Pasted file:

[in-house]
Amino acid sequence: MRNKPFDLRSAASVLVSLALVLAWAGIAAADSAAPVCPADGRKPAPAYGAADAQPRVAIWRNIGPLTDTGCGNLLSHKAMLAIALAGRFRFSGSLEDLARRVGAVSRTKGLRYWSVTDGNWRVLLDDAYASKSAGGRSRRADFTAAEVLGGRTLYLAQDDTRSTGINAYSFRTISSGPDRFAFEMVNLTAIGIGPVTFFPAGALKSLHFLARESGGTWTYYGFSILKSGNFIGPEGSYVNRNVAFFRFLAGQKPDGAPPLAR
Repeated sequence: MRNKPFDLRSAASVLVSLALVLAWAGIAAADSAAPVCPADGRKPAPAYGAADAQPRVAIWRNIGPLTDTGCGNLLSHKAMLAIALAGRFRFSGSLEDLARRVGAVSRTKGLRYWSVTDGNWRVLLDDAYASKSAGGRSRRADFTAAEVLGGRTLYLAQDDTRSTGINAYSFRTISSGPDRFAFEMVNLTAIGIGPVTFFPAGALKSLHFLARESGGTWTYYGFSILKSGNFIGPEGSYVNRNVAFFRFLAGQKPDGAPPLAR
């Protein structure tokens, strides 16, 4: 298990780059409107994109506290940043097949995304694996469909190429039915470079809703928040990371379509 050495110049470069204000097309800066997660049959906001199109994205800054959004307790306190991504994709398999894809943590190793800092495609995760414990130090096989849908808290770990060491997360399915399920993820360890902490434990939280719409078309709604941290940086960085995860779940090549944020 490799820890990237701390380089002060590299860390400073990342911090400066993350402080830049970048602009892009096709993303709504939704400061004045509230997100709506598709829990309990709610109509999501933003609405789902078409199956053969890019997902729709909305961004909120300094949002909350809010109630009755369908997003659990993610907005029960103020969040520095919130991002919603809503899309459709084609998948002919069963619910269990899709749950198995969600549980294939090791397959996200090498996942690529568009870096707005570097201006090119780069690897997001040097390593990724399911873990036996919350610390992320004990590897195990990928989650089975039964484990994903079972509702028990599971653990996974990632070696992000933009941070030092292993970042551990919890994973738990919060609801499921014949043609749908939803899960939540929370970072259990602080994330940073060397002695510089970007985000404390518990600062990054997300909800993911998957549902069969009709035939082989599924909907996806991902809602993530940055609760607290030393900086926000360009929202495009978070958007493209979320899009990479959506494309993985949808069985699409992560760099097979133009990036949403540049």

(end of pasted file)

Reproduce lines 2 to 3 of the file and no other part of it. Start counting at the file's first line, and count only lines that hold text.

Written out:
Amino acid sequence: MRNKPFDLRSAASVLVSLALVLAWAGIAAADSAAPVCPADGRKPAPAYGAADAQPRVAIWRNIGPLTDTGCGNLLSHKAMLAIALAGRFRFSGSLEDLARRVGAVSRTKGLRYWSVTDGNWRVLLDDAYASKSAGGRSRRADFTAAEVLGGRTLYLAQDDTRSTGINAYSFRTISSGPDRFAFEMVNLTAIGIGPVTFFPAGALKSLHFLARESGGTWTYYGFSILKSGNFIGPEGSYVNRNVAFFRFLAGQKPDGAPPLAR
Repeated sequence: MRNKPFDLRSAASVLVSLALVLAWAGIAAADSAAPVCPADGRKPAPAYGAADAQPRVAIWRNIGPLTDTGCGNLLSHKAMLAIALAGRFRFSGSLEDLARRVGAVSRTKGLRYWSVTDGNWRVLLDDAYASKSAGGRSRRADFTAAEVLGGRTLYLAQDDTRSTGINAYSFRTISSGPDRFAFEMVNLTAIGIGPVTFFPAGALKSLHFLARESGGTWTYYGFSILKSGNFIGPEGSYVNRNVAFFRFLAGQKPDGAPPLAR